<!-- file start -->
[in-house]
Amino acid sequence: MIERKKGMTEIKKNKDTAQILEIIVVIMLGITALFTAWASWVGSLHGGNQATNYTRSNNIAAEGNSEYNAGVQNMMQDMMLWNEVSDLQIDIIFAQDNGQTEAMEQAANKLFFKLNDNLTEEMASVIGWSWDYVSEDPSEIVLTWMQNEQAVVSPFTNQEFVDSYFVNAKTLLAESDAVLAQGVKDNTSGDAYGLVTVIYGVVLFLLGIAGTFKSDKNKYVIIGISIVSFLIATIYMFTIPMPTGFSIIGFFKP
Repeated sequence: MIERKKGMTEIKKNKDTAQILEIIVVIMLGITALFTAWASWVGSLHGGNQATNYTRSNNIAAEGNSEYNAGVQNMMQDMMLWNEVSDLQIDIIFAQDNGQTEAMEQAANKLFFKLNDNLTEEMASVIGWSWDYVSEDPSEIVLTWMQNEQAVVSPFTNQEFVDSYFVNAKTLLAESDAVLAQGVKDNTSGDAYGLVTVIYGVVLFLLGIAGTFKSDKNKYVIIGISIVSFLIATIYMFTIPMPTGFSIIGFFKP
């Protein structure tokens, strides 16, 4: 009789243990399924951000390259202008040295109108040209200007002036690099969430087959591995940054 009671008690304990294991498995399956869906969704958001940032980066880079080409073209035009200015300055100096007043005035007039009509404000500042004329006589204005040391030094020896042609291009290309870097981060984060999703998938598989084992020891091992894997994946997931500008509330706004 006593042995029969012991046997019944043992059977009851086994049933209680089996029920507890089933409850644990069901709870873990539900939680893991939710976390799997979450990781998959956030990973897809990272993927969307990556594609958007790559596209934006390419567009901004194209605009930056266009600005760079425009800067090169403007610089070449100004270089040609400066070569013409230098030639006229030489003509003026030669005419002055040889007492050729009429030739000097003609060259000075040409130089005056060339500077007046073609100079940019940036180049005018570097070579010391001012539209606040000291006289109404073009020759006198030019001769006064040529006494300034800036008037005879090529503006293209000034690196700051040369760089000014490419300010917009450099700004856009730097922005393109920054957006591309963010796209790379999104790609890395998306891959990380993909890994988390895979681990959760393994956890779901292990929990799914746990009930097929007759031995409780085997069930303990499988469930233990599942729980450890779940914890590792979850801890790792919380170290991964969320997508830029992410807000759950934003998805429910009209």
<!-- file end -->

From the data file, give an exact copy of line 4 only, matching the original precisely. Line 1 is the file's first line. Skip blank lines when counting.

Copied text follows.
């Protein structure tokens, strides 16, 4: 009789243990399924951000390259202008040295109108040209200007002036690099969430087959591995940054 009671008690304990294991498995399956869906969704958001940032980066880079080409073209035009200015300055100096007043005035007039009509404000500042004329006589204005040391030094020896042609291009290309870097981060984060999703998938598989084992020891091992894997994946997931500008509330706004 006593042995029969012991046997019944043992059977009851086994049933209680089996029920507890089933409850644990069901709870873990539900939680893991939710976390799997979450990781998959956030990973897809990272993927969307990556594609958007790559596209934006390419567009901004194209605009930056266009600005760079425009800067090169403007610089070449100004270089040609400066070569013409230098030639006229030489003509003026030669005419002055040889007492050729009429030739000097003609060259000075040409130089005056060339500077007046073609100079940019940036180049005018570097070579010391001012539209606040000291006289109404073009020759006198030019001769006064040529006494300034800036008037005879090529503006293209000034690196700051040369760089000014490419300010917009450099700004856009730097922005393109920054957006591309963010796209790379999104790609890395998306891959990380993909890994988390895979681990959760393994956890779901292990929990799914746990009930097929007759031995409780085997069930303990499988469930233990599942729980450890779940914890590792979850801890790792919380170290991964969320997508830029992410807000759950934003998805429910009209």